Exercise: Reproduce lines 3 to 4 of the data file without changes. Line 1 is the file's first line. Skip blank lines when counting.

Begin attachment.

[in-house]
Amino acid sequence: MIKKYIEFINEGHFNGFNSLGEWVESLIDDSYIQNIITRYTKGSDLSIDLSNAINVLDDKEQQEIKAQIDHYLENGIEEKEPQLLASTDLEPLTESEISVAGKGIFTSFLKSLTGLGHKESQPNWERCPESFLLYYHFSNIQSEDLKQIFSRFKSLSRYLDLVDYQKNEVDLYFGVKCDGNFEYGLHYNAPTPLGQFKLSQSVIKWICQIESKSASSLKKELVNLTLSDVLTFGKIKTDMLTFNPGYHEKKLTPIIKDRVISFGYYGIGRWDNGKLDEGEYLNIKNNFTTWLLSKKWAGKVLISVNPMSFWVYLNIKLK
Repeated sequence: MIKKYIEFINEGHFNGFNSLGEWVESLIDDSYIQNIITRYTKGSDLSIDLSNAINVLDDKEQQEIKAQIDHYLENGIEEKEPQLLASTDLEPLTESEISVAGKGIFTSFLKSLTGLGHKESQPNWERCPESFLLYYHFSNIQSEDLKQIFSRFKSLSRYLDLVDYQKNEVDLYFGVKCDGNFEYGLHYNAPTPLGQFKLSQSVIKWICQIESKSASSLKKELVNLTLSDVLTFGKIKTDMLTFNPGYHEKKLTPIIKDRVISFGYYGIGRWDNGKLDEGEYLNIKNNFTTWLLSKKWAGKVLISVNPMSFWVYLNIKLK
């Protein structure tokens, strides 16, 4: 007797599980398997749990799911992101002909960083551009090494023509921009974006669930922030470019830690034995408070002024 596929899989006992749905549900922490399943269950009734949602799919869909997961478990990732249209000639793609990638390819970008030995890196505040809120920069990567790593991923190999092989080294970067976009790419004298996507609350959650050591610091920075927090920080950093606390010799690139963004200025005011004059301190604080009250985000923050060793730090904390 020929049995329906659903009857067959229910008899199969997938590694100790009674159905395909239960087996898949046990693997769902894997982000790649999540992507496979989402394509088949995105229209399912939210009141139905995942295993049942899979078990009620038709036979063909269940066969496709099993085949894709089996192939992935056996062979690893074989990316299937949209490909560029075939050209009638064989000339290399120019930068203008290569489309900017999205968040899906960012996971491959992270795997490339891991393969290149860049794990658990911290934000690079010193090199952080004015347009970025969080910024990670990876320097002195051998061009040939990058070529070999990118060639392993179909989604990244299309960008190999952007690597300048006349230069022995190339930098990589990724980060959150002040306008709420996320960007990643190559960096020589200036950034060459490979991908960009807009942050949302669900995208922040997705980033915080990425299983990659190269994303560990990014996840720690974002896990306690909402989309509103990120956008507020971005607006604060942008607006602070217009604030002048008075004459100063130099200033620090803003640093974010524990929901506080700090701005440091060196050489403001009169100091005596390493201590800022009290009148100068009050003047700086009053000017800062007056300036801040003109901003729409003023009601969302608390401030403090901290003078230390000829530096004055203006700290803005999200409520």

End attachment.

Repeated sequence: MIKKYIEFINEGHFNGFNSLGEWVESLIDDSYIQNIITRYTKGSDLSIDLSNAINVLDDKEQQEIKAQIDHYLENGIEEKEPQLLASTDLEPLTESEISVAGKGIFTSFLKSLTGLGHKESQPNWERCPESFLLYYHFSNIQSEDLKQIFSRFKSLSRYLDLVDYQKNEVDLYFGVKCDGNFEYGLHYNAPTPLGQFKLSQSVIKWICQIESKSASSLKKELVNLTLSDVLTFGKIKTDMLTFNPGYHEKKLTPIIKDRVISFGYYGIGRWDNGKLDEGEYLNIKNNFTTWLLSKKWAGKVLISVNPMSFWVYLNIKLK
């Protein structure tokens, strides 16, 4: 007797599980398997749990799911992101002909960083551009090494023509921009974006669930922030470019830690034995408070002024 596929899989006992749905549900922490399943269950009734949602799919869909997961478990990732249209000639793609990638390819970008030995890196505040809120920069990567790593991923190999092989080294970067976009790419004298996507609350959650050591610091920075927090920080950093606390010799690139963004200025005011004059301190604080009250985000923050060793730090904390 020929049995329906659903009857067959229910008899199969997938590694100790009674159905395909239960087996898949046990693997769902894997982000790649999540992507496979989402394509088949995105229209399912939210009141139905995942295993049942899979078990009620038709036979063909269940066969496709099993085949894709089996192939992935056996062979690893074989990316299937949209490909560029075939050209009638064989000339290399120019930068203008290569489309900017999205968040899906960012996971491959992270795997490339891991393969290149860049794990658990911290934000690079010193090199952080004015347009970025969080910024990670990876320097002195051998061009040939990058070529070999990118060639392993179909989604990244299309960008190999952007690597300048006349230069022995190339930098990589990724980060959150002040306008709420996320960007990643190559960096020589200036950034060459490979991908960009807009942050949302669900995208922040997705980033915080990425299983990659190269994303560990990014996840720690974002896990306690909402989309509103990120956008507020971005607006604060942008607006602070217009604030002048008075004459100063130099200033620090803003640093974010524990929901506080700090701005440091060196050489403001009169100091005596390493201590800022009290009148100068009050003047700086009053000017800062007056300036801040003109901003729409003023009601969302608390401030403090901290003078230390000829530096004055203006700290803005999200409520």